Somehow, despite all of their similarities, Miley Cyrus and Taylor Swift send totally different signals. Taylor Swift is generally perceived to be innocent, sincere, sweet, kind, naïve and down-to-Earth. Miley Cyrus, however, is perceived to be a vapid, slutty, shallow, ignorant, oblivious product of the Disney machine, who doesn’t deserve her fame. So, despite the fact that they both have their songs played on the radio at a similar rate, and they both regularly perform on TV, Swift is better-liked than Cyrus; people view her much more favorably. In fact, one website voted Miley the worst celebrity role model of 2009. The worst! She finished ahead of Kanye West, for fuck’s sake!  

I’m not saying that there aren’t reasons for this. If you Google “Miley Cyrus controversy,” you will get results about Miley stripping, pole-dancing, making fun of Asians, making fun of gays, taking inappropriate photographs for magazines, and not dressing her sister appropriately for Halloween (as if that is somehow her responsibility). If you Google “Taylor Swift controversy,” you will pretty much only get stories about Kanye—a controversy in which Swift was the most innocent of victims.

The problem with this logic, however, is that all of Miley’s “controversies” are pretty mild in actual fact. Her “stripping” photos didn’t reveal anything that wouldn’t be revealed in a bathing suit (not that I’ve ever seen them or anything). Contrastively, Vanessa Hudgens had multiple photos leaked of her naked, and her reputation is more or less intact, despite appealing to the same crowd (although she did do “Sneakernight,” for which I would forgive War Crimes). Her “pole-dancing” really stretches the definition of “pole-dancing”—it’s more like “dancing in the vicinity of a pole.” Compare her “pole dance” with this one, for example. The worst thing she did was take some stupid pictures making fun of “Asian eyes,” but it’s not like Taylor Swift hasn’t taken some stupid racially insensitive pictures of her own. They’re young girls; they do stupid things—we can let these things go.

It’s not really true, then, that Miley’s behavior has been so deplorable. People are just more keen, for some reason, to latch onto her peccadilloes than they latch onto Swift’s. This is really an effect of our different perceptions of the two figures, not its cause.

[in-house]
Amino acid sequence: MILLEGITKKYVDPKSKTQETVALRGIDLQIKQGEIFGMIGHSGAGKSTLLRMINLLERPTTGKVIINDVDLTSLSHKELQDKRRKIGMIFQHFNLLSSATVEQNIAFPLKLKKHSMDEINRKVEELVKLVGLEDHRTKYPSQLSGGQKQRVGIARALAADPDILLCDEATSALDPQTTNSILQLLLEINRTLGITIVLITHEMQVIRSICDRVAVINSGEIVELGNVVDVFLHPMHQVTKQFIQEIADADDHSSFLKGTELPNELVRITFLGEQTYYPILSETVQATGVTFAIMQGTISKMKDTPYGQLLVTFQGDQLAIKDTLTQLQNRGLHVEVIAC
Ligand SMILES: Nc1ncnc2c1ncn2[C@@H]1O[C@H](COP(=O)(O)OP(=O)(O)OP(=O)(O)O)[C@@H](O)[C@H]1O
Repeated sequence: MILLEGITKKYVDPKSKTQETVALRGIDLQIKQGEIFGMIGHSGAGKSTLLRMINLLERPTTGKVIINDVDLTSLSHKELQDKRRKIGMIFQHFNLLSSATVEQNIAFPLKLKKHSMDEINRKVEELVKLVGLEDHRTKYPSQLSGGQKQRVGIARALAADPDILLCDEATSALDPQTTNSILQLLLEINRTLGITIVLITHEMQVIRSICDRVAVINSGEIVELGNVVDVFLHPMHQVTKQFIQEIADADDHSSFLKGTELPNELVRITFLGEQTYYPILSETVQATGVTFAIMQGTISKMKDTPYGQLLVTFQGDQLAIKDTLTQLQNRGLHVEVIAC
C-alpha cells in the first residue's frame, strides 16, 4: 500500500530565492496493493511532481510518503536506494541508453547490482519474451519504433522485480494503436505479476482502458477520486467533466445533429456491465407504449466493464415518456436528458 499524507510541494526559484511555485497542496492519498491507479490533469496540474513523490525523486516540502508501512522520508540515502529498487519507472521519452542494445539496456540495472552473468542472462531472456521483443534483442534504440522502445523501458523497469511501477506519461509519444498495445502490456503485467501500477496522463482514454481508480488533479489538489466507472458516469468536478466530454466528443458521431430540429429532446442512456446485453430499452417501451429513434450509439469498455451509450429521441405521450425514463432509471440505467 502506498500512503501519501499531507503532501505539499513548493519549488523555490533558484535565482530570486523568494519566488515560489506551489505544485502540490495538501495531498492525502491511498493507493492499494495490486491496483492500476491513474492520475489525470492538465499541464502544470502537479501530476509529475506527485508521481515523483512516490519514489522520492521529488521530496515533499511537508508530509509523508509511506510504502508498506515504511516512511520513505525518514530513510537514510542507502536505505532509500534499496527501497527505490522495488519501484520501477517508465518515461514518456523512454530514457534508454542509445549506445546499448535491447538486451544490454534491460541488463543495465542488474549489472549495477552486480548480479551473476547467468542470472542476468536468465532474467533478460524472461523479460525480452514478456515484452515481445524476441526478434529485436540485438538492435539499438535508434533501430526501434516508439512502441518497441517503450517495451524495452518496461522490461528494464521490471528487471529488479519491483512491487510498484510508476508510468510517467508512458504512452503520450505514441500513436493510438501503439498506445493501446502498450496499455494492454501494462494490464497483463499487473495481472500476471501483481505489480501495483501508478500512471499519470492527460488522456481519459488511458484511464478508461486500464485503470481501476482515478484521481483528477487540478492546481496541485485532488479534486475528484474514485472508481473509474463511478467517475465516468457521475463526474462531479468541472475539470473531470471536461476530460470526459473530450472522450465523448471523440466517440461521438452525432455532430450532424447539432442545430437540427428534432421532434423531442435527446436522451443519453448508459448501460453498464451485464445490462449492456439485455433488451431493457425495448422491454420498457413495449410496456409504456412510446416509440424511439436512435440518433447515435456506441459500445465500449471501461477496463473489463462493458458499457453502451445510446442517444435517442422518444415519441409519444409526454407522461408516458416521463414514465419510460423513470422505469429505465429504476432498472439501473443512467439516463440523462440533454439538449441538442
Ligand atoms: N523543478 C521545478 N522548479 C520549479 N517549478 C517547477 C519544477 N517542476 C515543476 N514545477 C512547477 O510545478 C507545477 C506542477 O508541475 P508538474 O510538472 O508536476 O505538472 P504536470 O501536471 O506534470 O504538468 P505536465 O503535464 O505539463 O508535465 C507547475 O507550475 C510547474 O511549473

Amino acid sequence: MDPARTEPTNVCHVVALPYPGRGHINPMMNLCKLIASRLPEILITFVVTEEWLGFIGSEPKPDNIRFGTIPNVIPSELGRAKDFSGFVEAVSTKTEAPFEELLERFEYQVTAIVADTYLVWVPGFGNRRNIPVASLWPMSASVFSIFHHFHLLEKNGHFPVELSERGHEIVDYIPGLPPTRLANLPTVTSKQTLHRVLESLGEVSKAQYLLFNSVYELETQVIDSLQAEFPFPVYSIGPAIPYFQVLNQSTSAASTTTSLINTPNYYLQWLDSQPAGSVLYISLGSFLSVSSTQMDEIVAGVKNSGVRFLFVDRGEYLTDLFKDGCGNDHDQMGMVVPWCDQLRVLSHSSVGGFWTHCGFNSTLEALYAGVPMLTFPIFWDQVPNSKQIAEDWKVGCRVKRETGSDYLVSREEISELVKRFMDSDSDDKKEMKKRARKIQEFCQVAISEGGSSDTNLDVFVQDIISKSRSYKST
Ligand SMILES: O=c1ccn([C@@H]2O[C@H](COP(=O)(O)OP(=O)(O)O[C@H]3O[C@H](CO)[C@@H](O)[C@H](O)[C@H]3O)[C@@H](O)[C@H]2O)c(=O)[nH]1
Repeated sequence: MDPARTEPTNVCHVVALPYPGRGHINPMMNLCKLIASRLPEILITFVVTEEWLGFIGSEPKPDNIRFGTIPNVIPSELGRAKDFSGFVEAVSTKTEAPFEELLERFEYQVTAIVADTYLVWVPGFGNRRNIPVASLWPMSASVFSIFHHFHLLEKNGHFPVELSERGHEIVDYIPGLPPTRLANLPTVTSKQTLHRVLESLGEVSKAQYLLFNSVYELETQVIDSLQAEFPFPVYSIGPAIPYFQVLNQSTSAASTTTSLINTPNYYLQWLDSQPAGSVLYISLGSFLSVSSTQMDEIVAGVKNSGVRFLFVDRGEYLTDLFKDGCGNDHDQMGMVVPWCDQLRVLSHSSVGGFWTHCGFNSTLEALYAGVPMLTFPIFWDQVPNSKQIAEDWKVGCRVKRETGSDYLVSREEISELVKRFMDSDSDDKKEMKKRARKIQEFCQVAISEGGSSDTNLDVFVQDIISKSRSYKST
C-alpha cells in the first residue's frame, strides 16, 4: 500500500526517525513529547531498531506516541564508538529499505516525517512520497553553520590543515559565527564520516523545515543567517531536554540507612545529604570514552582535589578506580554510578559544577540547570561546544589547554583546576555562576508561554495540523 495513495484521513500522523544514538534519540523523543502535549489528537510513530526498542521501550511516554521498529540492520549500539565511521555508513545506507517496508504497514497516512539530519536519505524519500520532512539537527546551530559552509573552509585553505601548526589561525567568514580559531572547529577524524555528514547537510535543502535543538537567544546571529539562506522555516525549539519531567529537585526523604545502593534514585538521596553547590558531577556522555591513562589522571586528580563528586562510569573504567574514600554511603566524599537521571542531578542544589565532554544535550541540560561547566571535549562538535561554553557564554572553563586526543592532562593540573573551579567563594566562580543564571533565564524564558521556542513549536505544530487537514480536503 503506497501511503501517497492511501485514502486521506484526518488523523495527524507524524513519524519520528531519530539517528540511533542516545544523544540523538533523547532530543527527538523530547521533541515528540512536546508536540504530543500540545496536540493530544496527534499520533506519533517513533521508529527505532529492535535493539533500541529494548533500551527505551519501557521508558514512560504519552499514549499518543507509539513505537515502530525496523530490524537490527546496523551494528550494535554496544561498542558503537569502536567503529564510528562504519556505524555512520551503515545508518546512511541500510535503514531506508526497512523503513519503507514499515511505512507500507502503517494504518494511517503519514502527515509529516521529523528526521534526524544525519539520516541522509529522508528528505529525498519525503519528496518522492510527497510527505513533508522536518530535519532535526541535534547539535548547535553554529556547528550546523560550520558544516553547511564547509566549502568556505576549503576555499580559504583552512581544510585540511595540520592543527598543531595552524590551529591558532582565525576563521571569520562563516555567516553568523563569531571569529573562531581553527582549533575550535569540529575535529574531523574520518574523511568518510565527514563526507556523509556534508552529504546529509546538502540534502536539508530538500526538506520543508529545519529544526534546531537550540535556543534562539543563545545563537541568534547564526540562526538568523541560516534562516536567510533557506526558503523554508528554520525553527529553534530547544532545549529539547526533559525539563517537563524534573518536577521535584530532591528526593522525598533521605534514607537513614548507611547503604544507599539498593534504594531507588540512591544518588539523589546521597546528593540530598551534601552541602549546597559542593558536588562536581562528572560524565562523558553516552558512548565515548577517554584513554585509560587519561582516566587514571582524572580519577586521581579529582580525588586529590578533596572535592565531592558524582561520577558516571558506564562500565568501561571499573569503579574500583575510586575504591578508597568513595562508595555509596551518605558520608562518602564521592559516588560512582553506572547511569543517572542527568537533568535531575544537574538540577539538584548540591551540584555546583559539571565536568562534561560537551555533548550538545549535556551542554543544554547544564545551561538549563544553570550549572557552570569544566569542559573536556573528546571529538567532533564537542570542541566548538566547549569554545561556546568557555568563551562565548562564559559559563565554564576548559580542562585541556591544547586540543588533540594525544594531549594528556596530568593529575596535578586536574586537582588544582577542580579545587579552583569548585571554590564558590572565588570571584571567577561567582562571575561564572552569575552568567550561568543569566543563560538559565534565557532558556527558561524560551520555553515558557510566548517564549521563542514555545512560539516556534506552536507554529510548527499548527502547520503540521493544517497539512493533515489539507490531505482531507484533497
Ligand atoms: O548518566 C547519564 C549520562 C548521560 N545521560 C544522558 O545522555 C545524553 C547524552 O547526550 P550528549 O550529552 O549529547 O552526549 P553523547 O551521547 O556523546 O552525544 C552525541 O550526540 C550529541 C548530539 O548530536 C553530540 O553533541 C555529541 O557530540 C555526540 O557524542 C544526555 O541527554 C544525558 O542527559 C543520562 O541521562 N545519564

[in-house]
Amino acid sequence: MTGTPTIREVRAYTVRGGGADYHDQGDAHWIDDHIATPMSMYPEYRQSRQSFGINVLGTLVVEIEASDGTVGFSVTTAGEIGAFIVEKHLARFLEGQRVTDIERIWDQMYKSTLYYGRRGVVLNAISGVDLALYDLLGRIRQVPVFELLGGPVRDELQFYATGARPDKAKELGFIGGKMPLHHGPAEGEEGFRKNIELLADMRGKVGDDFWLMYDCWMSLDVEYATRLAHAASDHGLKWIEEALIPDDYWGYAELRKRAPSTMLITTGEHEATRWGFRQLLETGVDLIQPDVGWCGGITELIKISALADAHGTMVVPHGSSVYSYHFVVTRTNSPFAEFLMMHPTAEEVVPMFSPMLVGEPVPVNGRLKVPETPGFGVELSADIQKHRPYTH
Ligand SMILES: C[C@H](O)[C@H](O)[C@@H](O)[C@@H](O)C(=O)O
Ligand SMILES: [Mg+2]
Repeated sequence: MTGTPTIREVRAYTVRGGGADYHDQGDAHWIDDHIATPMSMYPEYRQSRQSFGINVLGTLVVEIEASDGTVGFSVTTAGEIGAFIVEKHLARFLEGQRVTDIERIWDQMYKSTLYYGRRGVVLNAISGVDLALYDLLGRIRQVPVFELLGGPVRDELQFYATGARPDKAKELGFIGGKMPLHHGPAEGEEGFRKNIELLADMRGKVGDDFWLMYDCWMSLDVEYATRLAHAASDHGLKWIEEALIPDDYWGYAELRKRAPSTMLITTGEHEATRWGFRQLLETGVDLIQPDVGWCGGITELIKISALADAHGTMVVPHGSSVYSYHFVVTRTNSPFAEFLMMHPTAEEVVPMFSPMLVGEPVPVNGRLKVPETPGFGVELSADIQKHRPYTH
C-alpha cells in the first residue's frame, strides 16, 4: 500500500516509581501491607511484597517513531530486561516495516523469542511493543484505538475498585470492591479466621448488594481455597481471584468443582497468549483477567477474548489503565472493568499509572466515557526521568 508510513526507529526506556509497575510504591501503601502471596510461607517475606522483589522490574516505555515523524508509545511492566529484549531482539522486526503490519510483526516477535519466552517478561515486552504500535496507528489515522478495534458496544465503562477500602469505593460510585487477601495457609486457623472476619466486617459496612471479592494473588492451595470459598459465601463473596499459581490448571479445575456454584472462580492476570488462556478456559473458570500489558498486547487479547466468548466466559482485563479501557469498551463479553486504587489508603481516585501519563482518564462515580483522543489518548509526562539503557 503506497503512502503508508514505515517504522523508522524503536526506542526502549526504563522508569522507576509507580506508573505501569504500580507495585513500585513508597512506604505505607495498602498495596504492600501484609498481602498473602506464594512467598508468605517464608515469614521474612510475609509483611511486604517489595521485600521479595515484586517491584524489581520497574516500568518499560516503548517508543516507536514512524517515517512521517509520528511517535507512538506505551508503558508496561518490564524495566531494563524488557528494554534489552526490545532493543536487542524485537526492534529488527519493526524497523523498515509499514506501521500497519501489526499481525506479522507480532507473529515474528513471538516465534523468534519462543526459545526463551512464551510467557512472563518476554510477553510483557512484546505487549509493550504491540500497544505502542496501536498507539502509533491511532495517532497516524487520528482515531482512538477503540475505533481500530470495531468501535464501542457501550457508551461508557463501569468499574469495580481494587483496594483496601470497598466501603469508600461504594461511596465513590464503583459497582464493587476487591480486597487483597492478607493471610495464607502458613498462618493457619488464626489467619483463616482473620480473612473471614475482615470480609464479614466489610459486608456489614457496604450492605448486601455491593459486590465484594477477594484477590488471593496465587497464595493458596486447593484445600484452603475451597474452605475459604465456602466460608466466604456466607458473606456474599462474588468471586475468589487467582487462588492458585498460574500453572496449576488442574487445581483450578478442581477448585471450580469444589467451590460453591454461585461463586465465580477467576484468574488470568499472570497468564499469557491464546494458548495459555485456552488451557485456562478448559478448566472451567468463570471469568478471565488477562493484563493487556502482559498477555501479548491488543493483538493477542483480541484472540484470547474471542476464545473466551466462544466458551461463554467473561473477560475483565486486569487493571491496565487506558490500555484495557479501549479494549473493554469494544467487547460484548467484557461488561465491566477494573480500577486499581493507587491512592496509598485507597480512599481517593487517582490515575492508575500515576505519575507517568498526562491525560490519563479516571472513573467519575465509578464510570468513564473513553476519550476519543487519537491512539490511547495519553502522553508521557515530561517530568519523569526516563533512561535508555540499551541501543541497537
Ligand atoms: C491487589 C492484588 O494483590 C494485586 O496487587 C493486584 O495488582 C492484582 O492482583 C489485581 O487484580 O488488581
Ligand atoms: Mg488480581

To get at the root of the issue, I decided to turn to the only die-hard Taylor Swift fan I know: my sister. My sister has been right on occasion, and I figured she was closer to the situation, so I asked her why people like Swift more than Cyrus. She said a lot of things, including “Miley’s obvs a skank,” and “I hate her,” but she said at least one thing that seemed relevant: “Taylor just seems very genuine and honest. I just think it’s a quality that she has, where you just want to protect her.”

This seems pretty clearly true: It’s hard to come up with a public figure who is seen as more wholesome and innocent than Taylor Swift. Why? Part of this perception comes from her lyrics. The fact that she writes her own songs—and is often very forthcoming about what (and who) inspired a song—seems to point to a heart-on-her-sleeve vulnerability.

Of course, Miley Cyrus writes most of her own songs as well.* That qualifier of “most,” though, is very important. A few weeks ago, Cyrus gave an interview in which she was asked which Jay-Z song she had in mind in “Party in the USA” (for those unfamiliar with the song, one of the lyrics simply goes: “And a Jay-Z song was on, and a Jay-Z song was on…”). Her response: “I don’t know. I didn’t write the song.” She also went on to say that she had “never heard a Jay-Z song” and that she “doesn’t listen to pop music.”**

*Although I suspect most people don’t buy that her input in the creative process is all that substantive.